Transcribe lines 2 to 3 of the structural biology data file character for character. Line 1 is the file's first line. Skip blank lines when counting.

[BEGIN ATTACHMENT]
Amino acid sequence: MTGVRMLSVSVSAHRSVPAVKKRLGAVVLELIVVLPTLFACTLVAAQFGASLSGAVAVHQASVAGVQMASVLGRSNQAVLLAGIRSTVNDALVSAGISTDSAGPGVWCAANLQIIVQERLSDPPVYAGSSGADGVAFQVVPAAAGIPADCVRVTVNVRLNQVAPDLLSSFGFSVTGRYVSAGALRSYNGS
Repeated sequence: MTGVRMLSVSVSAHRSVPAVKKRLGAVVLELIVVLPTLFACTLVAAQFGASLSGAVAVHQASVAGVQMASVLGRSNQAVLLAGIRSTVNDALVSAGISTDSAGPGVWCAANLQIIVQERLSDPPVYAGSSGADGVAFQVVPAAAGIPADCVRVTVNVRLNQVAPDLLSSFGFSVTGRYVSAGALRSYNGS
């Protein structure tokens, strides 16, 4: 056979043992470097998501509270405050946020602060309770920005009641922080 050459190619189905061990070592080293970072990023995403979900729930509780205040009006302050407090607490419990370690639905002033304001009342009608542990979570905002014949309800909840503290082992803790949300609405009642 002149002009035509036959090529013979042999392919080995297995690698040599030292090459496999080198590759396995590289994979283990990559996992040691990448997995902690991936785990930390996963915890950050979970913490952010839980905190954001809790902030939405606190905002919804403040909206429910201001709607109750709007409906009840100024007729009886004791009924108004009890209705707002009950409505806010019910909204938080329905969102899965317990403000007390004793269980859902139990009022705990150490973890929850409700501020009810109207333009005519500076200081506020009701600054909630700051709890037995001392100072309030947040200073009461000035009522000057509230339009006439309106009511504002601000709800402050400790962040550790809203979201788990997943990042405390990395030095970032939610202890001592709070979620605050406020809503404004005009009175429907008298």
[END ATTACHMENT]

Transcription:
Repeated sequence: MTGVRMLSVSVSAHRSVPAVKKRLGAVVLELIVVLPTLFACTLVAAQFGASLSGAVAVHQASVAGVQMASVLGRSNQAVLLAGIRSTVNDALVSAGISTDSAGPGVWCAANLQIIVQERLSDPPVYAGSSGADGVAFQVVPAAAGIPADCVRVTVNVRLNQVAPDLLSSFGFSVTGRYVSAGALRSYNGS
């Protein structure tokens, strides 16, 4: 056979043992470097998501509270405050946020602060309770920005009641922080 050459190619189905061990070592080293970072990023995403979900729930509780205040009006302050407090607490419990370690639905002033304001009342009608542990979570905002014949309800909840503290082992803790949300609405009642 002149002009035509036959090529013979042999392919080995297995690698040599030292090459496999080198590759396995590289994979283990990559996992040691990448997995902690991936785990930390996963915890950050979970913490952010839980905190954001809790902030939405606190905002919804403040909206429910201001709607109750709007409906009840100024007729009886004791009924108004009890209705707002009950409505806010019910909204938080329905969102899965317990403000007390004793269980859902139990009022705990150490973890929850409700501020009810109207333009005519500076200081506020009701600054909630700051709890037995001392100072309030947040200073009461000035009522000057509230339009006439309106009511504002601000709800402050400790962040550790809203979201788990997943990042405390990395030095970032939610202890001592709070979620605050406020809503404004005009009175429907008298």